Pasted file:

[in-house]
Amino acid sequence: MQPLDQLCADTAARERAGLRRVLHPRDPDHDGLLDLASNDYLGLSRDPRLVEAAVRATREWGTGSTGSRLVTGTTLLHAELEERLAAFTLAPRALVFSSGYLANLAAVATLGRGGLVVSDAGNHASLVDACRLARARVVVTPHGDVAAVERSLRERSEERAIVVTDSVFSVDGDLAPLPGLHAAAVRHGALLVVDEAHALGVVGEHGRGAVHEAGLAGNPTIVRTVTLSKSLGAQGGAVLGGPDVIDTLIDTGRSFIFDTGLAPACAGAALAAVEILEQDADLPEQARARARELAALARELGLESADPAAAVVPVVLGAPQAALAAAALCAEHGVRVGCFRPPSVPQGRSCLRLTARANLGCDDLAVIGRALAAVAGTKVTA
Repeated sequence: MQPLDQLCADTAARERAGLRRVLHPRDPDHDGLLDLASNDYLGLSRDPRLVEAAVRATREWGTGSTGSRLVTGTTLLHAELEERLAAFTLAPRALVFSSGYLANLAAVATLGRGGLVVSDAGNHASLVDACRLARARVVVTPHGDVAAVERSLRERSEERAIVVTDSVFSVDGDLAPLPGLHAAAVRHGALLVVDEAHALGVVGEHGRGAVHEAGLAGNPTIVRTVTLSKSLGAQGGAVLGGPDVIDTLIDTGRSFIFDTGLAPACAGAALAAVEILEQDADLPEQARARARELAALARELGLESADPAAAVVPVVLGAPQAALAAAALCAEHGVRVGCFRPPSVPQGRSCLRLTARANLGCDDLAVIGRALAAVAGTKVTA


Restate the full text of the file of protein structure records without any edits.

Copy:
[in-house]
Amino acid sequence: MQPLDQLCADTAARERAGLRRVLHPRDPDHDGLLDLASNDYLGLSRDPRLVEAAVRATREWGTGSTGSRLVTGTTLLHAELEERLAAFTLAPRALVFSSGYLANLAAVATLGRGGLVVSDAGNHASLVDACRLARARVVVTPHGDVAAVERSLRERSEERAIVVTDSVFSVDGDLAPLPGLHAAAVRHGALLVVDEAHALGVVGEHGRGAVHEAGLAGNPTIVRTVTLSKSLGAQGGAVLGGPDVIDTLIDTGRSFIFDTGLAPACAGAALAAVEILEQDADLPEQARARARELAALARELGLESADPAAAVVPVVLGAPQAALAAAALCAEHGVRVGCFRPPSVPQGRSCLRLTARANLGCDDLAVIGRALAAVAGTKVTA
Repeated sequence: MQPLDQLCADTAARERAGLRRVLHPRDPDHDGLLDLASNDYLGLSRDPRLVEAAVRATREWGTGSTGSRLVTGTTLLHAELEERLAAFTLAPRALVFSSGYLANLAAVATLGRGGLVVSDAGNHASLVDACRLARARVVVTPHGDVAAVERSLRERSEERAIVVTDSVFSVDGDLAPLPGLHAAAVRHGALLVVDEAHALGVVGEHGRGAVHEAGLAGNPTIVRTVTLSKSLGAQGGAVLGGPDVIDTLIDTGRSFIFDTGLAPACAGAALAAVEILEQDADLPEQARARARELAALARELGLESADPAAAVVPVVLGAPQAALAAAALCAEHGVRVGCFRPPSVPQGRSCLRLTARANLGCDDLAVIGRALAAVAGTKVTA